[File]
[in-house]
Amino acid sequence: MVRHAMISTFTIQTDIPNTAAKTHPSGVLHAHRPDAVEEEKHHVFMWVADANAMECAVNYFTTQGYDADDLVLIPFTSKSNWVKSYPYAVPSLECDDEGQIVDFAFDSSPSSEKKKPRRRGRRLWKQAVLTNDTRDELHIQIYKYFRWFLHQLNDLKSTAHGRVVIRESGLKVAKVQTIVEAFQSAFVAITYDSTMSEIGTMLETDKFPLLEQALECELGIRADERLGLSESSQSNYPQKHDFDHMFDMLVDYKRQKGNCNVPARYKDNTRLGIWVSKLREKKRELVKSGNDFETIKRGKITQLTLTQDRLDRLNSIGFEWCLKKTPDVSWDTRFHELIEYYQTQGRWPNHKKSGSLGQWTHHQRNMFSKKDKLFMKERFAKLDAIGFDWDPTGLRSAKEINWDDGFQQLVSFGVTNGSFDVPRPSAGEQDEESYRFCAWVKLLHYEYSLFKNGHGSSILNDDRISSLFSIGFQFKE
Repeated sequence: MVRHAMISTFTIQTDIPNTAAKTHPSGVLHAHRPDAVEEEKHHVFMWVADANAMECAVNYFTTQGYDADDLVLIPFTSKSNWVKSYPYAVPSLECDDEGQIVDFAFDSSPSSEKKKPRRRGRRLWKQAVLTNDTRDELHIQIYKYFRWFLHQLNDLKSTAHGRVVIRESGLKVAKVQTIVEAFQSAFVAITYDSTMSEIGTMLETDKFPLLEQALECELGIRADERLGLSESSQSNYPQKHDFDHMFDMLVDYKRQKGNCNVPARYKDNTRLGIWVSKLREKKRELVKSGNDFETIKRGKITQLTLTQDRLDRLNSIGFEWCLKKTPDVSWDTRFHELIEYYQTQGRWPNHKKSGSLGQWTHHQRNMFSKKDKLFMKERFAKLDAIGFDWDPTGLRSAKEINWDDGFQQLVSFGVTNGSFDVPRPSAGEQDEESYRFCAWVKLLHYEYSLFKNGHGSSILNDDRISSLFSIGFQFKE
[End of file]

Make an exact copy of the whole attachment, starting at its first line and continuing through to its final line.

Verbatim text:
[in-house]
Amino acid sequence: MVRHAMISTFTIQTDIPNTAAKTHPSGVLHAHRPDAVEEEKHHVFMWVADANAMECAVNYFTTQGYDADDLVLIPFTSKSNWVKSYPYAVPSLECDDEGQIVDFAFDSSPSSEKKKPRRRGRRLWKQAVLTNDTRDELHIQIYKYFRWFLHQLNDLKSTAHGRVVIRESGLKVAKVQTIVEAFQSAFVAITYDSTMSEIGTMLETDKFPLLEQALECELGIRADERLGLSESSQSNYPQKHDFDHMFDMLVDYKRQKGNCNVPARYKDNTRLGIWVSKLREKKRELVKSGNDFETIKRGKITQLTLTQDRLDRLNSIGFEWCLKKTPDVSWDTRFHELIEYYQTQGRWPNHKKSGSLGQWTHHQRNMFSKKDKLFMKERFAKLDAIGFDWDPTGLRSAKEINWDDGFQQLVSFGVTNGSFDVPRPSAGEQDEESYRFCAWVKLLHYEYSLFKNGHGSSILNDDRISSLFSIGFQFKE
Repeated sequence: MVRHAMISTFTIQTDIPNTAAKTHPSGVLHAHRPDAVEEEKHHVFMWVADANAMECAVNYFTTQGYDADDLVLIPFTSKSNWVKSYPYAVPSLECDDEGQIVDFAFDSSPSSEKKKPRRRGRRLWKQAVLTNDTRDELHIQIYKYFRWFLHQLNDLKSTAHGRVVIRESGLKVAKVQTIVEAFQSAFVAITYDSTMSEIGTMLETDKFPLLEQALECELGIRADERLGLSESSQSNYPQKHDFDHMFDMLVDYKRQKGNCNVPARYKDNTRLGIWVSKLREKKRELVKSGNDFETIKRGKITQLTLTQDRLDRLNSIGFEWCLKKTPDVSWDTRFHELIEYYQTQGRWPNHKKSGSLGQWTHHQRNMFSKKDKLFMKERFAKLDAIGFDWDPTGLRSAKEINWDDGFQQLVSFGVTNGSFDVPRPSAGEQDEESYRFCAWVKLLHYEYSLFKNGHGSSILNDDRISSLFSIGFQFKE